After a year with Covid-19, how has the pandemic changed insurance and is it for the better?

With more than a year of lockdowns and restrictions, the insurance industry has changed following the Covid-19 pandemic and customer experience might be the new key to success for firms.

It has been more than a year since most of the world was forced to lockdown. Fears reached fever-pitch on how the Covid-19 pandemic would impact industries, with the future of insurance among the most uncertain. The industry has been largely reliant on in-person interactions and while traditional insurance firms have been updating their legacy systems for many years, it was unclear if they would be ready for the sudden dependence on the online. However, now the dust has settled and companies have adjusted to the new world, the insurance industry has come out fairly unscathed.

Inevitably there were business interruption losses hitting major (re)insurers, but otherwise, the sector continued fairly uninterrupted. CyberCube director of consulting Jacob Palmer said, “What has fundamentally shifted, however, is the way in which insurers operate. While insurance was traditionally seen as an ‘in-person’ market (as demonstrated by the traditional heritage of Lloyd’s), we have seen insurers make the transition to home working with relative ease, with minimal impact on customer experience. Some, such as Aviva, plan for this to be a permanent move.” founder and CEO Jon Cooper echoed this, ”For society at large, this has been one of the greatest disasters in a modern history, but for carriers, it has been a great opportunity. Sales were up. Claims were down. And the tools to optimize the business for the new normal are already abundantly available. Imagine if this had happened 20 years ago without high speed internet. The entire economy would have come to a standstill, except for Clorox.”

This change to business normality forced insurers to rapidly accelerate their digitalisation efforts – transforming five year plans to five month plans. Digitalisation has become a major focus for a lot of insurance firms and InsurTechs are in the prime position. Despite the trepid market, investment into the global InsurTech sector grew in 2020 to hit a new record, FinTech Global’s data shows. In 2020, a total of $7bn was invested across 325 deals, compared to 2019, the former record funding year, when $ was invested through 273 transactions. The momentum looks to be continuing into 2021, with a total of $2.3bn having been deployed through 126 investments in the first quarter of the year.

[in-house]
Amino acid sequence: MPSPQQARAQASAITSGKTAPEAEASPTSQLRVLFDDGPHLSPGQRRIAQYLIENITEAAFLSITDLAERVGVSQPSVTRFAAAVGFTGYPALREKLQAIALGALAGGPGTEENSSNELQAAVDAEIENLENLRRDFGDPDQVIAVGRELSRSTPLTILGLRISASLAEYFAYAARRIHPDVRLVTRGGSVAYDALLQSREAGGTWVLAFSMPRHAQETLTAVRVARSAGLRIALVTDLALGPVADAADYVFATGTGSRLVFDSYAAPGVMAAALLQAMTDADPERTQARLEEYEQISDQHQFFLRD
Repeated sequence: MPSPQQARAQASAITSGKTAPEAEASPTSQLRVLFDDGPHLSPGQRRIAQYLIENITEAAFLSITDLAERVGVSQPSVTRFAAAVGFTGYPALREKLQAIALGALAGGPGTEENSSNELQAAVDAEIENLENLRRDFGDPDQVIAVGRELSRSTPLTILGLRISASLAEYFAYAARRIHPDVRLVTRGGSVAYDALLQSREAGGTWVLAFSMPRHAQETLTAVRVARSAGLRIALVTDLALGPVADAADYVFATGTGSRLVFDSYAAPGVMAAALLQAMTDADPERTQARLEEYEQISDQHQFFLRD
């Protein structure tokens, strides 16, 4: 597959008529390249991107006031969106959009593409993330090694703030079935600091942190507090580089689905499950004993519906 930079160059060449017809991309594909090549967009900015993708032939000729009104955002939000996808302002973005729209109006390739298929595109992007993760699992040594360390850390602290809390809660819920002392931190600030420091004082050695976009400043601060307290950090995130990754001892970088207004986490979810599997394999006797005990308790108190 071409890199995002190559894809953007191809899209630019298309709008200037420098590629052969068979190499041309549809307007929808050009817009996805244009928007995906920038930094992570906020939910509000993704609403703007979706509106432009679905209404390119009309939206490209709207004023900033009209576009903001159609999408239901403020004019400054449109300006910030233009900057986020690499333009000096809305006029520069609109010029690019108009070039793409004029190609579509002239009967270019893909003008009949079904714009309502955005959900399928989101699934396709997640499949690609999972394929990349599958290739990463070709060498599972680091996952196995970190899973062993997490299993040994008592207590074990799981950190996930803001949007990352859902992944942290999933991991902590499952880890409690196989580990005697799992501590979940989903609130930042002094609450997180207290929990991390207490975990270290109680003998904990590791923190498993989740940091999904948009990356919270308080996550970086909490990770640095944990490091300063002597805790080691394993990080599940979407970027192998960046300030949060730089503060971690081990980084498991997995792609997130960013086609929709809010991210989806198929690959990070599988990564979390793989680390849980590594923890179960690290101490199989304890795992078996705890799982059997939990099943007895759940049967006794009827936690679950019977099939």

The pandemic has increased the desire for collaboration within insurance. A study from Capgemini claimed that 67% of insurers want to collaborate with InsurTechs, while 83% of InsurTechs wish to work with insurers. The report also stated 60% of insurers and InsurTechs are interested in collaborating with BigTech firms.

dacadoo president and CEO Peter Ohnemus added, “There is no denying that Covid-19 has changed the insurance market and I believe it definitely is for the better. The problem with insurance in the (recent) past was that it had stalled on its digitisation efforts. Insurers didn’t quite grasp the need for digitisation and implementing a #wecare strategy (what we call being relevant in the stakeholder economy) as much as they do now. Life and health insurers around the globe have woken up to the fact that they no longer can be simple payors; insurance has become more relational than transactional with the current pandemic and it’s become crucial to meet consumers where they’re at now.”

With the sector now accelerating its adoption of technology Akur8 corporate development lead Astrid Noël believes it is splitting technology into two main groups. The first is “must already have”, which are cloud-based solutions or data-driven pricing tools. The rise of remote working on the back of the pandemic has forced many firms to adopt cloud-based solutions, Noël stated.

The other category of technologies are the “must adopt now.” These are the tools that offer huge transformation potential and substantial value added reservoir, which are being revealed by the pandemic. A key example of this is pricing sophistication. Noel said, “The Covid-19 crisis has induced seismic changes in traditional risk profiles and consumer behaviours. These changes have demanded strong and unprecedented reactivity from pricing teams to reflect them in their risk and demand models. As a matter of fact, well-equipped and sophisticated pricing teams have been, from far, the best-positioned to take into account these changes and to quickly reflect them.”

The rising importance of customer experience